Congressman Cartwright Introduces Bill To Force Agencies To Prepare for Extreme Weather

By Joe Sylvester, The Times-Leader

Washington, DC – U.S. Rep. Matt Cartwright Friday announced he has introduced a bill to force federal government agencies to better prepare for extreme weather emergencies.

In a conference call with reporters, Cartwright, D-Moosic, said he introduced the PREPARE Act after the U.S. Government Accountability Office reported that federal agencies did not have a coherent strategic government-wide approach and systematic method to plan for those disasters. It was the first time in history the GAO included the need to address extreme weather when it did so in its 2013 High Risk List, which stated the issue presented a significant financial risk to the federal government.

“My zero-cost bill compels the federal government to form a comprehensive plan to prepare for the grave threat posed by extreme weather events,” Cartwright said of his PREPARE (Preparedness and Risk management for Extreme weather Patterns Assuring Resilience) Act, which he introduced with Republican U.S. Rep. Tom Cole of Oklahoma.

It already has picked up five Republican and 10 Democratic co-sponsors..

He noted that in just the last two years, there have been 20 extreme weather events that have each inflicted at least $1 billion in damage and have taken a total of 409 lives. He noted that in his 17th Congressional District, the Susquehanna River threatens Wilkes-Barre and the surrounding neighborhoods, and though levees built after the Agnes Flood in 1972 have protected the city, nearby neighborhoods have sustained severe flooding.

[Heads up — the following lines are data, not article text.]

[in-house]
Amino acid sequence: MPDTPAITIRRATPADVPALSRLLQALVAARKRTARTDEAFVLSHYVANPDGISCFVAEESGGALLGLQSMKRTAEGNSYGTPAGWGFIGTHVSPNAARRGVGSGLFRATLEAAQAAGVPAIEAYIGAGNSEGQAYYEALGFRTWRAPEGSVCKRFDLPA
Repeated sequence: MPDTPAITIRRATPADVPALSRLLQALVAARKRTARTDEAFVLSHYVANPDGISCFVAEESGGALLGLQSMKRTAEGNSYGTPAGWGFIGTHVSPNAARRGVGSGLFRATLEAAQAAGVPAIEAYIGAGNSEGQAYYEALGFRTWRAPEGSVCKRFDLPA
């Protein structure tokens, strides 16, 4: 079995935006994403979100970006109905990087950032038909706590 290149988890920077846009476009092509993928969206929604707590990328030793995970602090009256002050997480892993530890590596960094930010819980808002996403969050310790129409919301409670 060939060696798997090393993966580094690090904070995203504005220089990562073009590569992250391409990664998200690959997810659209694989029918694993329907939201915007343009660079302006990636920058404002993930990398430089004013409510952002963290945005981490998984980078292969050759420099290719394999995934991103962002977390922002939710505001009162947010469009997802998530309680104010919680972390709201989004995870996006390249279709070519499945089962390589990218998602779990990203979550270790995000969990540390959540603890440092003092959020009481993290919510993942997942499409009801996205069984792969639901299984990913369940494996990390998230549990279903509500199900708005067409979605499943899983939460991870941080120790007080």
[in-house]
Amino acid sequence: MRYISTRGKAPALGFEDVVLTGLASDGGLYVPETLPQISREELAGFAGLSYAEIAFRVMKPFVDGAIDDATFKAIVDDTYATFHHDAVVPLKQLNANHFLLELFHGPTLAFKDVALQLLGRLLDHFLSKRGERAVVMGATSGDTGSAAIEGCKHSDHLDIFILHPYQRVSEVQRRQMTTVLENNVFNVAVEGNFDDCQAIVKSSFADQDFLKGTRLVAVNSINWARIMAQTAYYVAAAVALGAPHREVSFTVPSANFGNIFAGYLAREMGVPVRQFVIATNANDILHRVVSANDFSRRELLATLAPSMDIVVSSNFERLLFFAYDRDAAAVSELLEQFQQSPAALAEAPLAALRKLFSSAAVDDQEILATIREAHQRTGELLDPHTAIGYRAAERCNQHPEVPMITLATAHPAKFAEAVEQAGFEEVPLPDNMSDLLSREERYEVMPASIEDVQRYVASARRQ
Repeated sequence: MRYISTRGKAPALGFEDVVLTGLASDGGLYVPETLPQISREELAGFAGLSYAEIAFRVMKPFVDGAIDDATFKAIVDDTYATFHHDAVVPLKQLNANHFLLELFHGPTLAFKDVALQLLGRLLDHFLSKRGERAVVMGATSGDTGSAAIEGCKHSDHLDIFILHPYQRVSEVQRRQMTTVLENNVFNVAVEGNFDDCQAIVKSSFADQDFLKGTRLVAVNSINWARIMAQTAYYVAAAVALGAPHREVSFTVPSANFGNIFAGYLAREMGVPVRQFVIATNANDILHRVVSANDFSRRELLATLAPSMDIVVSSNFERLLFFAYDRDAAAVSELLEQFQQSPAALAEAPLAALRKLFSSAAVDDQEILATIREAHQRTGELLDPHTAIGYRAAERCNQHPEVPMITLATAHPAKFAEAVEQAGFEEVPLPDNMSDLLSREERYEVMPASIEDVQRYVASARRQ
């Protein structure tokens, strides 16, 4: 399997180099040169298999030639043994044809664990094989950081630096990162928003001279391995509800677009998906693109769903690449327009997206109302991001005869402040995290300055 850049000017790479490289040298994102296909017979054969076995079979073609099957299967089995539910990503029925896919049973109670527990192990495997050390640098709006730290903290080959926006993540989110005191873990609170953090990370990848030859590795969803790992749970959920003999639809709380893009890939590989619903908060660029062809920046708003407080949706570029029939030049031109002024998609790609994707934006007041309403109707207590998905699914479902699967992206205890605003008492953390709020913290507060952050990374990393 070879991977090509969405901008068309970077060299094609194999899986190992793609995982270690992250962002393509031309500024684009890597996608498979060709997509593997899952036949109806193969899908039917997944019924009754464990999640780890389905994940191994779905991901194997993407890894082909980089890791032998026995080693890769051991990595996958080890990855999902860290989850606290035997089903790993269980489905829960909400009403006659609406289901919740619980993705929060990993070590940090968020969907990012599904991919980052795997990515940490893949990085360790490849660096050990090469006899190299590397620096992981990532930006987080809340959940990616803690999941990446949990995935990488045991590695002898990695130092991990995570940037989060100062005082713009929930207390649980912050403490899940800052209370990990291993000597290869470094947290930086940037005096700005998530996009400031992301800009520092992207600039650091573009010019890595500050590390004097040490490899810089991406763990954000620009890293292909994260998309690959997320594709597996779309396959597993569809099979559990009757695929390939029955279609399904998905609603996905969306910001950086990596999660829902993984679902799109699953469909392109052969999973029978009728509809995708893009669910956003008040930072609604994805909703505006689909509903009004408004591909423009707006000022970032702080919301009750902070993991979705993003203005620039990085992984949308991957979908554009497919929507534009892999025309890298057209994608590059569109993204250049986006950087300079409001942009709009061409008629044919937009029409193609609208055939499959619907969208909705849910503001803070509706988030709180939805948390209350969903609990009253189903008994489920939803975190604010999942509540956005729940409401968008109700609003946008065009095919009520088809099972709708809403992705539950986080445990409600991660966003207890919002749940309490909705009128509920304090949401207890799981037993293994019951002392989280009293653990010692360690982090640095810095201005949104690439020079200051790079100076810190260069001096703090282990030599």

“I think it’s time for our federal government to exercise leadership to prepare,” said Cartwright, who serves on the House Committee on Oversight and Government Reform.

He said the legislation expressly forces agencies to plan ahead. It also requires the federal government to work with state and local planners for better preparedness.

The broad bill would touch every federal agency, Cartwright said. For example, it would require the Department of Energy to lay out emergency plans for electric grids and examine the threats to the national petroleum reserve and offshore oil rigs. An interagency council would be created to oversee the plan preparations.

“This is not a brand new idea to plan ahead for extreme weather,” the congressman said. “The White House has been pushing it through executive orders. My bill codifies it and allows it to be done systematically throughout.”

He said that while a lot of the agencies do plan for extreme weather, not all of them do.

“A fair amount of damage comes from misguided information from the public and private sectors,” Eli Lehrer, co-founder and president of R Street Institute, a Washington, D.C.-based nonprofit, nonpartisan, public policy research think tank, said during the phone conference. “We need to do a better job by coordinating and marshaling resources. It isn’t the fix, but I think it’s a good step toward more common sense government.”

Kate Gibbons, Northeastern Pennsylvania outreach coordinator for PennFuture, which advocates for strong environmental and public health policies; Jason Hartke, vice president of National Policy, U.S. Green Building Council, a nonprofit that works for the construction of more cost-efficient and energy-saving green buildings, and Julia Shaw, Philadelphia metro outreach representative for Defenders of Wildlife, also stated their support during the phone conference.